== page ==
Solved How do I use the command “cut” to select the 2nd field in a string variable?

fixit9660

Member


Messages: 25

I'm using FreeBSD version: 11.3-RELEASE-p14, Shell version: tcsh 6.20.00 (Astron) 2016-11-24 (x86_64-amd-FreeBSD) options wide, nls, dl,al, kan, sm, rh, color, filec and trying to use cut to harvest fields in a string variable, with no success.
Code:
#! /bin/sh
.
# Variables
filelength=0
start=0
reachability=""
.
filelength=$(sed -n '$=' /$workdir/ntpstatus.txt)

start=3
tr -s ' ' < /$workdir/ntpstatus.txt > /$workdir/ntpstatus2.txt
while [ "$start" -le "$filelength" ]
        do
                peer_line=echo sed -n $start,1p /$workdir/ntpstatus2.txt
                echo $peer_line
                reachability=$(cut -d " " -f 2 $peer_line)
                echo $reachability
                start=$(( start + 1 ))
        done
If I comment out the reachability= line, it happily prints out the 3 whole lines from the file ntpstatus2.txt, so string variable peer_line is reading a line from the file ntpstatus2.txt fine. But I can't for the life of me get the string variable reachability to equal field 2 of the string variable peer_line. I've tried adjusting stdbuf to -o0 and -oL to no avail. I've tried just about every combination of cut(1) parameters I can find on the web. Sample of peer_line content: 1 40822 94fa yes yes none candidate sys_peer 15. I've been at this for nearly two days now and I'm losing the will. Could someone please point me in the right direction?
 

mark_j

Daemon

Reaction score: 721
Messages: 1,254

Code:
reachability=`echo "$peer_line"| cut -d " " -f2`
Or
Code:
reachability=$(cut -d " " -f 2 "$peer_line")
 
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fixit9660

Member


Messages: 25

It doesn't work for me, just prints a blank line at echo $reachability. I've tried several values for -f to no avail. I don't get any error messages.
 

mark_j

Daemon

Reaction score: 721
Messages: 1,254

What does peer_line contain?
I don't get the peer_line=echo stuff. That doesn't compute.
 
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fixit9660

Member


Messages: 25

Ahh sorry, I missed you're alternative answer. The second version, reachability=$(cut -d " " -f 2 "$peer_line"), gave me an error message "cut: : No such file or directory".

I added a line prior to just try "echo "$peer_line"| cut -d " " -f2" and that just produces a blank line too, so the error is with "cut" somehow.

peer_line contains " 1 40822 94fa yes yes none candidate sys_peer 15". It originates as the output from "ntpq -c associations".

I've attached the whole script if useful.
 
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fixit9660

Member


Messages: 25

Thinking about the error message "cut: : No such file or directory", does it means that "cut" doesn't work on string variables, only files?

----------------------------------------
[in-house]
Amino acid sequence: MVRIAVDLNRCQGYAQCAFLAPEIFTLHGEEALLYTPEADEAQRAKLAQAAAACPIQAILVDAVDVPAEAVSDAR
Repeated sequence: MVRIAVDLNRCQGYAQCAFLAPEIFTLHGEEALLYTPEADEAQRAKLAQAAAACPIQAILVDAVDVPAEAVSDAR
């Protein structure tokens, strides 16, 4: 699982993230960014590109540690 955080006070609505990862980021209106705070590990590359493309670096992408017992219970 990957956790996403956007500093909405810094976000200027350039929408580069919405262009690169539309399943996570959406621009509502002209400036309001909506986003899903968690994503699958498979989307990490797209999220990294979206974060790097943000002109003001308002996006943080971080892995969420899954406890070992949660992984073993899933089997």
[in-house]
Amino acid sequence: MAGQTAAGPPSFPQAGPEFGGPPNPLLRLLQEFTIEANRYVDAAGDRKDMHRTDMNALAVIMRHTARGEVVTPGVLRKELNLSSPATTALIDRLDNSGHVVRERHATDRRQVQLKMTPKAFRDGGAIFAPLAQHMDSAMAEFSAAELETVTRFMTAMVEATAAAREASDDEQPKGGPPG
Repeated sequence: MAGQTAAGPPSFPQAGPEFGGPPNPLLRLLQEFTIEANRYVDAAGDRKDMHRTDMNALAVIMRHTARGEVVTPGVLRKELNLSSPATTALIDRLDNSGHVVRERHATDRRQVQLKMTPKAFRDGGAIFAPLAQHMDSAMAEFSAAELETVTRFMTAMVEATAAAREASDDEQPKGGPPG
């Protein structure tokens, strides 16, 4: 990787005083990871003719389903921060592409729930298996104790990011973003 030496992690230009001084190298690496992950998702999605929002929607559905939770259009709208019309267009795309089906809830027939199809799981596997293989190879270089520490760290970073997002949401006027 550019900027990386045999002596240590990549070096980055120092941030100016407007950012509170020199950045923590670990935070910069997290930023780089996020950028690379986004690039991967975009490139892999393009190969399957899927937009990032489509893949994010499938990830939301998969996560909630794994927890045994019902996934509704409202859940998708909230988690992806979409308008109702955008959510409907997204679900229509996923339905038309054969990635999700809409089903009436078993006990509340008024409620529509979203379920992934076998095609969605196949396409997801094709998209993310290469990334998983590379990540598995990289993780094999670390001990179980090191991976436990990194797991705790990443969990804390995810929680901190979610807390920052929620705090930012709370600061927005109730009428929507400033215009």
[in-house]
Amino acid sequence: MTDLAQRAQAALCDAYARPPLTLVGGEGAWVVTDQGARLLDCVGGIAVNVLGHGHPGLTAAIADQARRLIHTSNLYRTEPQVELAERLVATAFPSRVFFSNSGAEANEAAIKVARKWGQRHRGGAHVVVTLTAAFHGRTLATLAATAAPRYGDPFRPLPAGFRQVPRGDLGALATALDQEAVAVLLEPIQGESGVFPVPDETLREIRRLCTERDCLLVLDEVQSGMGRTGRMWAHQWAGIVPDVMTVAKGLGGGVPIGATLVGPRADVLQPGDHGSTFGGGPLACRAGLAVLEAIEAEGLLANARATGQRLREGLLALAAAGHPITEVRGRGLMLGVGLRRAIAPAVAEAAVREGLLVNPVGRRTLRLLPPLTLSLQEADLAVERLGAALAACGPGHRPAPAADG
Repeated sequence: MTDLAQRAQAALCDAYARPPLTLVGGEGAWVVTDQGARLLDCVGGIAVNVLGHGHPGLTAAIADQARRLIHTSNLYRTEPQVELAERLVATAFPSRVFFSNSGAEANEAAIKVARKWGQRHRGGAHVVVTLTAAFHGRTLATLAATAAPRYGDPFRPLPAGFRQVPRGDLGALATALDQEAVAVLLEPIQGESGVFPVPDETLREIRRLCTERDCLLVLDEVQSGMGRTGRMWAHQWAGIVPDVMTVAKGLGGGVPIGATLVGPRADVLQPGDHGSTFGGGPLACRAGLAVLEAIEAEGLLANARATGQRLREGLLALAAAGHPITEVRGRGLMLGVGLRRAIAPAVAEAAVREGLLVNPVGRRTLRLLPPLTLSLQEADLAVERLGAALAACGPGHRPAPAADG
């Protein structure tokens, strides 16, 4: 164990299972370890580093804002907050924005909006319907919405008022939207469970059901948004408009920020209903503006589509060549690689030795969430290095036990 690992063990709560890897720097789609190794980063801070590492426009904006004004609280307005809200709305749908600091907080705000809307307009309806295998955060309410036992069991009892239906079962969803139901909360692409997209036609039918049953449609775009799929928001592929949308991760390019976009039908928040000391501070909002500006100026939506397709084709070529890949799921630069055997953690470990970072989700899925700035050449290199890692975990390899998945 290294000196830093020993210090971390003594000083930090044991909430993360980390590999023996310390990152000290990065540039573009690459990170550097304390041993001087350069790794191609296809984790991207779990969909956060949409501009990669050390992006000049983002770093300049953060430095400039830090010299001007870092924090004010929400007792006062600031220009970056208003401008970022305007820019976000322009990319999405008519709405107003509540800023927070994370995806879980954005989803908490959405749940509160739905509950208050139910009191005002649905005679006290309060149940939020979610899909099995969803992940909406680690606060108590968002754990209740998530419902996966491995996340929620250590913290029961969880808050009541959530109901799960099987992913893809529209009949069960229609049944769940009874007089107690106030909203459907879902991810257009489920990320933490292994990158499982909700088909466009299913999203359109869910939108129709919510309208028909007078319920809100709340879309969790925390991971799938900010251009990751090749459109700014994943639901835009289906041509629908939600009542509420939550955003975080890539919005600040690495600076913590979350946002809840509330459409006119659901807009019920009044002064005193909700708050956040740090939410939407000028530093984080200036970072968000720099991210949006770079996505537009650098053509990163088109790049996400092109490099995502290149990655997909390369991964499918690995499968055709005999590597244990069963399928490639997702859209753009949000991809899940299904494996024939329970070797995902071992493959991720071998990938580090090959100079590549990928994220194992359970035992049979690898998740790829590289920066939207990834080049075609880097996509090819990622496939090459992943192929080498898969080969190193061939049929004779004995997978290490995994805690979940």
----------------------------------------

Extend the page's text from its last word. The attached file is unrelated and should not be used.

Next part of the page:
In which case could I amend the earlier file read something like this?
echo sed -n $start,1p /$workdir/ntpstatus2.txt | cut -d " " -f2
 

oOiOo

Member

Reaction score: 4
Messages: 37

Looks complicated to me. Not sure what you need, but awk is your friend:

Code:
awk '!/===/ && !/condition/ {print $2}' ntpstatus.txt
 

mark_j

Daemon

Reaction score: 721
Messages: 1,254

Personally I would not set $workdir as you do then place "/" in front of it in shell variables. One mistake can mean placing stuff in "/" root.
It's not needed, you've already placed it in the variable.
I'd also do ntpstat2="${workdir}/ntpstatus2" and use $ntpstat2 for each access. Just a personal preference, really.

I would change:
Code:
 peer_line=echo sed -n $start,1p ntpstatus2.txt
 to
 peer_line=`sed -n $start,1p ntpstatus2.txt`

And
Code:
reachability=$(cut -d " " -f 2 "$peer_line")
 to
reachability=`echo "$peer_line"| cut -d " " -f 2`
 

sko

Aspiring Daemon

Reaction score: 404
Messages: 708

usually you use something like 'cat | cut' instead of 'echo' to extract parts of a string from a file, or just use awk...

what exactly are you trying to accomplish with this script? I suspect there's an easier way.
 
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fixit9660

Member


Messages: 25

Looks complicated to me. Not sure what you need, but awk is your friend:

Code:
awk '!/===/ && !/condition/ {print $2}' ntpstatus.txt
Thanks for the suggestion, I appreciate it, and I will try awk if cut doesn't work. I need to write code in single step, easy-to-understand (for me), pieces because when I come back to them later I can understand them. I find awk not very intuitive. I write very little code.
 

sko

Aspiring Daemon

Reaction score: 404
Messages: 708